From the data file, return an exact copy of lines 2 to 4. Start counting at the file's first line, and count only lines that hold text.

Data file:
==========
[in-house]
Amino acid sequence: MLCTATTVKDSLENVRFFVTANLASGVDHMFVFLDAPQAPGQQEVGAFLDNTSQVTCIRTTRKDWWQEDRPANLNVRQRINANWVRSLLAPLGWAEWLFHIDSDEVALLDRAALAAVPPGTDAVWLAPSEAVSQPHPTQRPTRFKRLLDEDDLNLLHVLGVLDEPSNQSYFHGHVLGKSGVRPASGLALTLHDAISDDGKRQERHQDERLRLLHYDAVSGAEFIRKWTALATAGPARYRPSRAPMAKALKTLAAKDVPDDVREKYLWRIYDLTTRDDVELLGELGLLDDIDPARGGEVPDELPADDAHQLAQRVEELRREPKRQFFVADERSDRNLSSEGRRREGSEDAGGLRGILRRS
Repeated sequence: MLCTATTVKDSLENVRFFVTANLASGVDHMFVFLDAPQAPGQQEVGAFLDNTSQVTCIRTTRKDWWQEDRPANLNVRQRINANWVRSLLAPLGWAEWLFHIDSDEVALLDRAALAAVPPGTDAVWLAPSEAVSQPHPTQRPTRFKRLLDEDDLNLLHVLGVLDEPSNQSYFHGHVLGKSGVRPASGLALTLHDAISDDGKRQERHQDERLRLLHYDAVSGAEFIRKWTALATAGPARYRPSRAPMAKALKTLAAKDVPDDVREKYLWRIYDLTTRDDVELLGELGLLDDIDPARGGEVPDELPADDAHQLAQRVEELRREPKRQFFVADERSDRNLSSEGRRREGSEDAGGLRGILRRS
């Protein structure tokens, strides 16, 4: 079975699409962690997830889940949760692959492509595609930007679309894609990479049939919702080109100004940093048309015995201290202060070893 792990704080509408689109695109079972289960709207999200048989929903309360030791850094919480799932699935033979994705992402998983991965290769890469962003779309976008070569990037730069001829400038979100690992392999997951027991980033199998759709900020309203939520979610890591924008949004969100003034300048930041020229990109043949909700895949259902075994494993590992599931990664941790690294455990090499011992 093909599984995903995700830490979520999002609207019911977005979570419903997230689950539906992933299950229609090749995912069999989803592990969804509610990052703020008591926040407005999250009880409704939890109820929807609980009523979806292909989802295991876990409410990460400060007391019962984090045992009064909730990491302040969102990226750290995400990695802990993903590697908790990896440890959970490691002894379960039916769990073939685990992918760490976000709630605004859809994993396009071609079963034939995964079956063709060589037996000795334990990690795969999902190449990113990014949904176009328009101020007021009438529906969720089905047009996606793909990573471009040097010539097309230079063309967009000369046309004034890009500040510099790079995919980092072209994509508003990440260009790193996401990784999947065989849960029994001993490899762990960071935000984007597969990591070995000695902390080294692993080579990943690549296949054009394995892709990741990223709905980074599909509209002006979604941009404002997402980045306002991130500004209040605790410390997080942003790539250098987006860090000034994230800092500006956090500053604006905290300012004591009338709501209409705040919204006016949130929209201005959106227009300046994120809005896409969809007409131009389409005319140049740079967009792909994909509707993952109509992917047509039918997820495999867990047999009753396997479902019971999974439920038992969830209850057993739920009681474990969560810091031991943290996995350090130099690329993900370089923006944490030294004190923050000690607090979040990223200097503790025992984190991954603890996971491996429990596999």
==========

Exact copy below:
Amino acid sequence: MLCTATTVKDSLENVRFFVTANLASGVDHMFVFLDAPQAPGQQEVGAFLDNTSQVTCIRTTRKDWWQEDRPANLNVRQRINANWVRSLLAPLGWAEWLFHIDSDEVALLDRAALAAVPPGTDAVWLAPSEAVSQPHPTQRPTRFKRLLDEDDLNLLHVLGVLDEPSNQSYFHGHVLGKSGVRPASGLALTLHDAISDDGKRQERHQDERLRLLHYDAVSGAEFIRKWTALATAGPARYRPSRAPMAKALKTLAAKDVPDDVREKYLWRIYDLTTRDDVELLGELGLLDDIDPARGGEVPDELPADDAHQLAQRVEELRREPKRQFFVADERSDRNLSSEGRRREGSEDAGGLRGILRRS
Repeated sequence: MLCTATTVKDSLENVRFFVTANLASGVDHMFVFLDAPQAPGQQEVGAFLDNTSQVTCIRTTRKDWWQEDRPANLNVRQRINANWVRSLLAPLGWAEWLFHIDSDEVALLDRAALAAVPPGTDAVWLAPSEAVSQPHPTQRPTRFKRLLDEDDLNLLHVLGVLDEPSNQSYFHGHVLGKSGVRPASGLALTLHDAISDDGKRQERHQDERLRLLHYDAVSGAEFIRKWTALATAGPARYRPSRAPMAKALKTLAAKDVPDDVREKYLWRIYDLTTRDDVELLGELGLLDDIDPARGGEVPDELPADDAHQLAQRVEELRREPKRQFFVADERSDRNLSSEGRRREGSEDAGGLRGILRRS
């Protein structure tokens, strides 16, 4: 079975699409962690997830889940949760692959492509595609930007679309894609990479049939919702080109100004940093048309015995201290202060070893 792990704080509408689109695109079972289960709207999200048989929903309360030791850094919480799932699935033979994705992402998983991965290769890469962003779309976008070569990037730069001829400038979100690992392999997951027991980033199998759709900020309203939520979610890591924008949004969100003034300048930041020229990109043949909700895949259902075994494993590992599931990664941790690294455990090499011992 093909599984995903995700830490979520999002609207019911977005979570419903997230689950539906992933299950229609090749995912069999989803592990969804509610990052703020008591926040407005999250009880409704939890109820929807609980009523979806292909989802295991876990409410990460400060007391019962984090045992009064909730990491302040969102990226750290995400990695802990993903590697908790990896440890959970490691002894379960039916769990073939685990992918760490976000709630605004859809994993396009071609079963034939995964079956063709060589037996000795334990990690795969999902190449990113990014949904176009328009101020007021009438529906969720089905047009996606793909990573471009040097010539097309230079063309967009000369046309004034890009500040510099790079995919980092072209994509508003990440260009790193996401990784999947065989849960029994001993490899762990960071935000984007597969990591070995000695902390080294692993080579990943690549296949054009394995892709990741990223709905980074599909509209002006979604941009404002997402980045306002991130500004209040605790410390997080942003790539250098987006860090000034994230800092500006956090500053604006905290300012004591009338709501209409705040919204006016949130929209201005959106227009300046994120809005896409969809007409131009389409005319140049740079967009792909994909509707993952109509992917047509039918997820495999867990047999009753396997479902019971999974439920038992969830209850057993739920009681474990969560810091031991943290996995350090130099690329993900370089923006944490030294004190923050000690607090979040990223200097503790025992984190991954603890996971491996429990596999």